7.0/10
1,219
33 user 23 critic

Hallelujah (1929)

Passed | | Drama, Musical | 20 August 1929 (USA)
In a juke joint, sharecropper Zeke falls for a beautiful dancer, Chick, but she's only setting him up for a rigged craps game. He loses $100, the money he got for the sale of his family's ... See full summary »

Director:

Writers:

(scenario), (treatment) | 2 more credits »
Reviews

Watch Now

From $2.99 (SD) on Amazon Video

ON DISC
Nominated for 1 Oscar. Another 2 wins. See more awards »
Learn more

People who liked this also liked... 

Comedy | Musical | Romance
    1 2 3 4 5 6 7 8 9 10 7.2/10 X  

The queen of mythical Sylvania marries a courtier, who finds his new life unsatisfying.

Director: Ernst Lubitsch
Stars: Maurice Chevalier, Jeanette MacDonald, Lupino Lane
The Crowd (1928)
Drama | Romance
    1 2 3 4 5 6 7 8 9 10 8/10 X  

The life of a man and woman together in a large, impersonal metropolis through their hopes, struggles and downfalls.

Director: King Vidor
Stars: Eleanor Boardman, James Murray, Bert Roach
The Citadel (1938)
Certificate: Passed Drama
    1 2 3 4 5 6 7 8 9 10 7.2/10 X  

Andrew Manson, a young, enthusiastic doctor takes his first job in a Welsh mining town, and begins to wonder at the persistent cough many of the miners have. When his attempts to prove its ... See full summary »

Director: King Vidor
Stars: Robert Donat, Rosalind Russell, Ralph Richardson
Drama | Romance
    1 2 3 4 5 6 7 8 9 10 7.2/10 X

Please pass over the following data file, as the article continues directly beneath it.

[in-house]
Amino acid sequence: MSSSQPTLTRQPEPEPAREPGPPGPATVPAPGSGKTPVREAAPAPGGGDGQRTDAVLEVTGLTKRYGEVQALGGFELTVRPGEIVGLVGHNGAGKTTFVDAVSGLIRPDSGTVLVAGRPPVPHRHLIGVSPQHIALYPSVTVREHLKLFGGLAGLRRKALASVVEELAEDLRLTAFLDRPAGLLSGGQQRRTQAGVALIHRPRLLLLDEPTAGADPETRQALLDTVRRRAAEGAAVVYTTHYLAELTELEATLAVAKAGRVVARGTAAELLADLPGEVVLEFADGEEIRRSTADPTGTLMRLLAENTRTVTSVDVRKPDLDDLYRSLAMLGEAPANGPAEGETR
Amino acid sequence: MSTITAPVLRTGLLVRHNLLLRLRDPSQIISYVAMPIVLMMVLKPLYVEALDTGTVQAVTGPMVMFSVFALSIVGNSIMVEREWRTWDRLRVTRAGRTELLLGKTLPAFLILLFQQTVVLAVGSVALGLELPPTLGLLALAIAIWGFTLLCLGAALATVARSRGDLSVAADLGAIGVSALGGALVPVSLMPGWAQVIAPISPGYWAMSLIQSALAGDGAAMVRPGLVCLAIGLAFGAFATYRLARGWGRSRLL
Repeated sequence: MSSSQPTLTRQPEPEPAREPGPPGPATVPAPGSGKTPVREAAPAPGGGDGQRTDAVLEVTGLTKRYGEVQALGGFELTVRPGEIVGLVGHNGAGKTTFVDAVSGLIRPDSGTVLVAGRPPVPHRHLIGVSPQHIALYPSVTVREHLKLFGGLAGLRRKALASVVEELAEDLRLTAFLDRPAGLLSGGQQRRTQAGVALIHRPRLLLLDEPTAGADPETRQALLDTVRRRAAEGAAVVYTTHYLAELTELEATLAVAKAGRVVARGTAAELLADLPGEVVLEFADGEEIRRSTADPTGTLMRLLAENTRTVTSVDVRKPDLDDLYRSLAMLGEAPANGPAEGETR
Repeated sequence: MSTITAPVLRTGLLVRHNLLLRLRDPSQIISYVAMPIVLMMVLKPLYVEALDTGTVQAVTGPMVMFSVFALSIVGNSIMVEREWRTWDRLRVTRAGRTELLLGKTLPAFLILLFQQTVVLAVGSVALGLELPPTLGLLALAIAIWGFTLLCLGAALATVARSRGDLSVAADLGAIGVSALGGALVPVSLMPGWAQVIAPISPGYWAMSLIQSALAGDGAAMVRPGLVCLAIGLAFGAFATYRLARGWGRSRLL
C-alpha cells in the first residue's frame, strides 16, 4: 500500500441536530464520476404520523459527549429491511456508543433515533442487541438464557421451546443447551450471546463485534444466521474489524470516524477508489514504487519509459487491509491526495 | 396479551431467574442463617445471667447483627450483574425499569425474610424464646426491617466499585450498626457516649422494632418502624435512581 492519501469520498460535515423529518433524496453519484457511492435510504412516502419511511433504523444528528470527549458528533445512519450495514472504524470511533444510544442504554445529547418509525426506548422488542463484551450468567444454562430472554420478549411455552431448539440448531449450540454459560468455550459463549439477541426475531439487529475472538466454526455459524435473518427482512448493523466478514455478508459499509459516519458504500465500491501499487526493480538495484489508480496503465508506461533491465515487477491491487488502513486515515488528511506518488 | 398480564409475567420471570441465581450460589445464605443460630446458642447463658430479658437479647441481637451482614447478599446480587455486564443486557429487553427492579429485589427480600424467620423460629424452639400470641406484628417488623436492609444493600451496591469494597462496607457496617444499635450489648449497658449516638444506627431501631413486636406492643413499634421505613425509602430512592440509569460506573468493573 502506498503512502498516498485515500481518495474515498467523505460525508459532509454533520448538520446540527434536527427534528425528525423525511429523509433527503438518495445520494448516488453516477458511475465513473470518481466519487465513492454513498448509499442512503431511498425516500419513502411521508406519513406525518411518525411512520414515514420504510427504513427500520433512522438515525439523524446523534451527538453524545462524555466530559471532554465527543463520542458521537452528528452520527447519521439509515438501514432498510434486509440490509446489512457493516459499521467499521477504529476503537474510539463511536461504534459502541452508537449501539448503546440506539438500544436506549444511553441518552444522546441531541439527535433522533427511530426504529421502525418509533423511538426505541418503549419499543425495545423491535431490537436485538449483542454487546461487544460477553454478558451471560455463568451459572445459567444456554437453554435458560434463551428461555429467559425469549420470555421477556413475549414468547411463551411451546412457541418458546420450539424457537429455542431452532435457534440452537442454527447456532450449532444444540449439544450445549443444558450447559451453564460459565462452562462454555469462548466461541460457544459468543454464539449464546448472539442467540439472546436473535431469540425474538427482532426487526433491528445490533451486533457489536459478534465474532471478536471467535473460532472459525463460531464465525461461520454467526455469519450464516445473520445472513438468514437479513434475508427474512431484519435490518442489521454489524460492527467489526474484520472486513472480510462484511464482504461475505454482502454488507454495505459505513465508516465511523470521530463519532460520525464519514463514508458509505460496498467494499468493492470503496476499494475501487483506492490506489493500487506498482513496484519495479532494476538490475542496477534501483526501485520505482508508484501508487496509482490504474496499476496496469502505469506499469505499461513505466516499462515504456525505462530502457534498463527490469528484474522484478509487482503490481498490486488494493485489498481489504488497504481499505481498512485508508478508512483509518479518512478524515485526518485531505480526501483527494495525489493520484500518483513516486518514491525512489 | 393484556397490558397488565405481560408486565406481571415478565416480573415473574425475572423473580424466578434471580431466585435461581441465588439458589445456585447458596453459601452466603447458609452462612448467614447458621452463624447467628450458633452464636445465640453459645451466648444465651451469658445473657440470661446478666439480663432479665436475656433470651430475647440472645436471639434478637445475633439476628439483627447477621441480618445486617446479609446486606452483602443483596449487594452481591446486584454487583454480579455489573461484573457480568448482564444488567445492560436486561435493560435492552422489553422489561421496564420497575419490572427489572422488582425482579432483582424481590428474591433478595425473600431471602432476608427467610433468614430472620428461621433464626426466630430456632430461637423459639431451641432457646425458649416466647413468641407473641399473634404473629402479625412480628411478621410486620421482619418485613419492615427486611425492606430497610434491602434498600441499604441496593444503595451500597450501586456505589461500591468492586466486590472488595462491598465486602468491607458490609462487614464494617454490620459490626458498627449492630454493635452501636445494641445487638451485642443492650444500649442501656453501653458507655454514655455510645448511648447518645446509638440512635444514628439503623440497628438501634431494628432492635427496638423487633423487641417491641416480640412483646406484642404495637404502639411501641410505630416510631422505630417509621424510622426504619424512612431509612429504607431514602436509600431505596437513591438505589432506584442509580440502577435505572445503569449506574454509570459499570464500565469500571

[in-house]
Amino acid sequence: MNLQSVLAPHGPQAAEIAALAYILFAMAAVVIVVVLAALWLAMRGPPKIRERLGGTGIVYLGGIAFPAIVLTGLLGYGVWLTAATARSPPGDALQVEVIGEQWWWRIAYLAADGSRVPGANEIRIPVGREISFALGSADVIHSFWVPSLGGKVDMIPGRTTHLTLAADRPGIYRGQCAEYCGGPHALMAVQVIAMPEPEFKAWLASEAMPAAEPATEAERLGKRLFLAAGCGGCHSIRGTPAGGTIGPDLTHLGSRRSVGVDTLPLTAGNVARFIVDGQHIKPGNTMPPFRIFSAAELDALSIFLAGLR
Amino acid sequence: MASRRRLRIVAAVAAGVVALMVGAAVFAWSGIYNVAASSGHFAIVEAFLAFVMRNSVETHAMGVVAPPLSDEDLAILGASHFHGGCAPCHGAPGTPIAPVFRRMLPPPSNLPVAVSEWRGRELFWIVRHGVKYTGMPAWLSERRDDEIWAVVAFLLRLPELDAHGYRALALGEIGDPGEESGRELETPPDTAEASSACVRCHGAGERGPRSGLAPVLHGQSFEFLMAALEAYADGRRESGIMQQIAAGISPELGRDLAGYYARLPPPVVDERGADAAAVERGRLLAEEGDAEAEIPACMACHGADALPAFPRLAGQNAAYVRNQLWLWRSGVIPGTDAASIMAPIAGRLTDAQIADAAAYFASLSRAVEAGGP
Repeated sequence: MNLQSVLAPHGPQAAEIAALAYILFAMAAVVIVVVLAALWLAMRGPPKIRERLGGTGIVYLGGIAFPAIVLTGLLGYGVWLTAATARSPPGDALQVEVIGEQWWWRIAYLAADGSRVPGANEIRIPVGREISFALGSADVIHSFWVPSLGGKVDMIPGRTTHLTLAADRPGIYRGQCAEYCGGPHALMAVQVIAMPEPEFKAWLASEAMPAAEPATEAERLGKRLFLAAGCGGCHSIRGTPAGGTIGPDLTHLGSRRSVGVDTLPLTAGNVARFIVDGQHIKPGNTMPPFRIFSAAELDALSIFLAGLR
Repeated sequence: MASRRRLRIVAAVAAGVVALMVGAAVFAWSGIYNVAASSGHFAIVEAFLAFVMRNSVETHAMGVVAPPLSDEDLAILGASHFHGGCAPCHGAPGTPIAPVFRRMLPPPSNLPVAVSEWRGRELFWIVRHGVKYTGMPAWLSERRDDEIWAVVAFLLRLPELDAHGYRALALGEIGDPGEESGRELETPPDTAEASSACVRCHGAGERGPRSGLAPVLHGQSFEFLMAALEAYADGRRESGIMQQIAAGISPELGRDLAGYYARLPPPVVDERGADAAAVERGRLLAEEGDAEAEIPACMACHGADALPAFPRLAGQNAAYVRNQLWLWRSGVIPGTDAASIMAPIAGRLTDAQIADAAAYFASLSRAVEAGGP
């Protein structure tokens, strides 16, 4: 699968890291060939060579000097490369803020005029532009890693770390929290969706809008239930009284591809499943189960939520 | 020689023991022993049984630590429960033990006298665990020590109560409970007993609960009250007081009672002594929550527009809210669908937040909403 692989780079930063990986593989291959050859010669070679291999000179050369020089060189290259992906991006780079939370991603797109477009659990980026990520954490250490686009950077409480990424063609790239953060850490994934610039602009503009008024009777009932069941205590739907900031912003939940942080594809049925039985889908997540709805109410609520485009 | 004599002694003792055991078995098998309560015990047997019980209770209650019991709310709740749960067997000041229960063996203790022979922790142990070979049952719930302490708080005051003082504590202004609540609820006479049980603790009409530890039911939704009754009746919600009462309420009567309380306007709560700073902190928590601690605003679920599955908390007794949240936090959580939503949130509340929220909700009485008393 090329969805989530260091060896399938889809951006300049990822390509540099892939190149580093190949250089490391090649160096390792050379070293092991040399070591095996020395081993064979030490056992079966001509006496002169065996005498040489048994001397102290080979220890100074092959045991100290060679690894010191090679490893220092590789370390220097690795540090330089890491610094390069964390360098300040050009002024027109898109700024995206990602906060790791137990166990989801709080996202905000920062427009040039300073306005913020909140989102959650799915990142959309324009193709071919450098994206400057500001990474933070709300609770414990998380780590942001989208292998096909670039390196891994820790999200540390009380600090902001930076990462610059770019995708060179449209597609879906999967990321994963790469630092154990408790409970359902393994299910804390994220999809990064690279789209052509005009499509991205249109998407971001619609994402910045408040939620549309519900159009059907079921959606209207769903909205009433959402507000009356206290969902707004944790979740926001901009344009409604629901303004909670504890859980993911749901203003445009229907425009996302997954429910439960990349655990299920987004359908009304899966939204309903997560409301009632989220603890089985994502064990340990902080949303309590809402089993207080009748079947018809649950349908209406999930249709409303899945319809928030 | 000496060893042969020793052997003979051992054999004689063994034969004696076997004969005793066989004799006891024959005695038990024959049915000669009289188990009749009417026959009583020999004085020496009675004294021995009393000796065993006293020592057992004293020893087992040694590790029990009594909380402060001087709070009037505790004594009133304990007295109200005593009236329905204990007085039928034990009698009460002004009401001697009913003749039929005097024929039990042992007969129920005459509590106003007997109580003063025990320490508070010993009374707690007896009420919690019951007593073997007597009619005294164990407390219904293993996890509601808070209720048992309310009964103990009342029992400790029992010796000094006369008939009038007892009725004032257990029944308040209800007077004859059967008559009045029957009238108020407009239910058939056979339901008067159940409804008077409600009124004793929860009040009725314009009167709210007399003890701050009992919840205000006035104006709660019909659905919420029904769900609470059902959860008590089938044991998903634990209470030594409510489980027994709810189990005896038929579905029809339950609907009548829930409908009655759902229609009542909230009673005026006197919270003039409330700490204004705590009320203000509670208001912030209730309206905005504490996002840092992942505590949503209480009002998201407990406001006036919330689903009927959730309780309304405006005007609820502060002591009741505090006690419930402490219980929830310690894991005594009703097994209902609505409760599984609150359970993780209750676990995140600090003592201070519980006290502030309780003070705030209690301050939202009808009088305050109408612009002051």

A group of down-on-their-luck workers combine their abilities to make a Gallafentian-style commune... and bread!

Director: King Vidor
Stars: Karen Morley, Tom Keene, John Qualen
Drama | Romance | War
    1 2 3 4 5 6 7 8 9 10 8.3/10 X  

A young American soldier witnesses the horrors of the Great War.

Directors: King Vidor, George W. Hill
Stars: John Gilbert, Renée Adorée, Hobart Bosworth
The Champ I (1931)
Certificate: Passed Drama | Sport
    1 2 3 4 5 6 7 8 9 10 7.3/10 X  

Alcoholic ex-boxer struggles to provide a good living for his son.

Director: King Vidor
Stars: Wallace Beery, Jackie Cooper, Irene Rich
Drama
    1 2 3 4 5 6 7 8 9 10 7/10 X  

God, heaven, and several Old Testament stories, including the Creation and Noah's Ark, are described supposedly using the perspective of rural, black Americans.

Directors: Marc Connelly, William Keighley
Stars: Rex Ingram, Oscar Polk, Eddie 'Rochester' Anderson
Applause (1929)
Drama | Musical
    1 2 3 4 5 6 7 8 9 10 7.3/10 X  

A burlesque star seeks to keep her convent-raised daughter away from her low-down life and abusive lover/stage manager.

Director: Rouben Mamoulian
Stars: Helen Morgan, Joan Peers, Fuller Mellish Jr.
Drama | Romance | Western
    1 2 3 4 5 6 7 8 9 10 6.9/10 X  

Beautiful half-breed Pearl Chavez becomes the ward of her dead father's first love and finds herself torn between her sons, one good and the other bad.

Directors: King Vidor, Otto Brower, and 5 more credits »
Stars: Jennifer Jones, Joseph Cotten, Gregory Peck
Stella Dallas (1937)
Drama | Romance
    1 2 3 4 5 6 7 8 9 10 7.5/10 X  

A working-class woman is willing to do whatever it takes to give her daughter a socially promising future.

Director: King Vidor
Stars: Barbara Stanwyck, John Boles, Anne Shirley
Drama | Film-Noir | Romance
    1 2 3 4 5 6 7 8 9 10 7.2/10 X  

Rosa Moline is bored with life in a small town. She loves Chicago industrialist Neil Latimer who has a hunting lodge nearby. Rosa squeezes her husband's patients to pay their bills so she ... See full summary »

Director: King Vidor
Stars: Bette Davis, Joseph Cotten, David Brian
Short | Musical
    1 2 3 4 5 6 7 8 9 10 7.1/10 X  
Director: Roy Mack
Stars: Eubie Blake, Nina Mae McKinney, Fayard Nicholas
Edit

Cast

Complete credited cast:
Daniel L. Haynes ...
...
William Fountaine ...
Harry Gray ...
Parson
...
Mammy
Everett McGarrity ...
Spunk
Victoria Spivey ...
Milton Dickerson ...
Johnson Kid
Robert Couch ...
Johnson Kid
Walter Tait ...
Johnson Kid
Dixie Jubilee Singers
Edit

Storyline